In the same box with the concrete poems or typewriter art of the previous post were some scraps from a project I did for a local church. I submitted sample pages in different styles, intending to do the project in the style they chose. These were among the styles they rejected. Maybe there were two projects, I can't remember. But, I do remember it ended up being several pages, stitched with card stock and then wrapped in handmade paper. Unfortunately, I also remember they wanted something more like block letters so they could read it. There's a reason television requires no insight and no training to watch. It looked like a Parents Day gift from the elementary school when it was done, except the paper was more expensive, and the letters better spaced. They weren't sure about the paper either. One of them asked, "How come it's not white?" In general, doing business with churches is not the best idea. The stupidest person of the bunch is usually its leader, and if not the leader, then the head of whatever committee happens to be in charge. "This Christmas we're going to decorate the church in red and yellow, because I decorated my house in red and yellow, and I really like it. It's stylish." And she donated how much last year?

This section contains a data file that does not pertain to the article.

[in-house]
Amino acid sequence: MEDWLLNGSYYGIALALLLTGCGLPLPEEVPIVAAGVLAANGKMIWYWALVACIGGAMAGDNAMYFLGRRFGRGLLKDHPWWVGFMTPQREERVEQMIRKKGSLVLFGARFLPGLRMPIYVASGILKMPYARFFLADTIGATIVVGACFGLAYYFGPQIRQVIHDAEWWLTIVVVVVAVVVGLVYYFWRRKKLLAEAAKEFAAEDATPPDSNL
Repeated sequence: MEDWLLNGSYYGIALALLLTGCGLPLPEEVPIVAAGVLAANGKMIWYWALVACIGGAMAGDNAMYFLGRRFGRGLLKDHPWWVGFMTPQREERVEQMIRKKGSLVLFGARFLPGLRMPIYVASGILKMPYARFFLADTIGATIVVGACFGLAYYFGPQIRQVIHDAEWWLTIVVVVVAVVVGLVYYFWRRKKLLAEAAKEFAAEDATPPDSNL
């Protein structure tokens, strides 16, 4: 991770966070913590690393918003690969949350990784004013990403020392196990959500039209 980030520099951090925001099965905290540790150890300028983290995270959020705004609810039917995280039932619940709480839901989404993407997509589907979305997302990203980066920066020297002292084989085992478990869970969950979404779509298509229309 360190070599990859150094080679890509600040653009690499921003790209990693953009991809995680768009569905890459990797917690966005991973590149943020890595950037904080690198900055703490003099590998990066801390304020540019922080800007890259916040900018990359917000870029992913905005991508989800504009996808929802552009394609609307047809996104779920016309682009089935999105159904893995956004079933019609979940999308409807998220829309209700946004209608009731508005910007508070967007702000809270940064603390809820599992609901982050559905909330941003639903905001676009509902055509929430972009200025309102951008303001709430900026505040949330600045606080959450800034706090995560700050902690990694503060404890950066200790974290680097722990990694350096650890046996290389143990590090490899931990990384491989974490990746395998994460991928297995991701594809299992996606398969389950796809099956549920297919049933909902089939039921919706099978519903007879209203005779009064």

If I were doing this again, I'd do it differently. I'd probably use a computer, since handmade things look woefully inaccurate today. Most things are like that. The letters were made with a witches' pen, sometimes called a poster pen, though there are numerous kinds of those — a piece of metal folded over with tiny holes along the bend. It has nothing sharp to catch the paper, like a pointy nib, so it can be pushed in any direction, even tilted and twisted, as the stroke is made. The ragged edges result from one side or the other of the nib losing contact with the paper. The ink tries to decide which way to go, toward the paper or back to the pen. I learned this technique studying the alphabets and writing samples of Arthur Baker that were published in the seventies and early eighties. His fonts, which are mostly pen based, are available at MyFonts.
I'm not sure what congratulations were in order, or what they were praying for, but it reminds me of a Sunday school story about a church missionary. I'll call him Dr. Johnson. The Sunday school teacher asked her class to write letters to their missionary overseas. But, she explained, Dr. Johnson has a great deal to do, so the letters should be short and not filled with questions, because if Dr. Johnson has to read and then answer all the letters, he won't have time to do his missionary work. A girl in the class wrote, "Dear Dr. Johnson, We are praying for your mission, but we are not expecting an answer."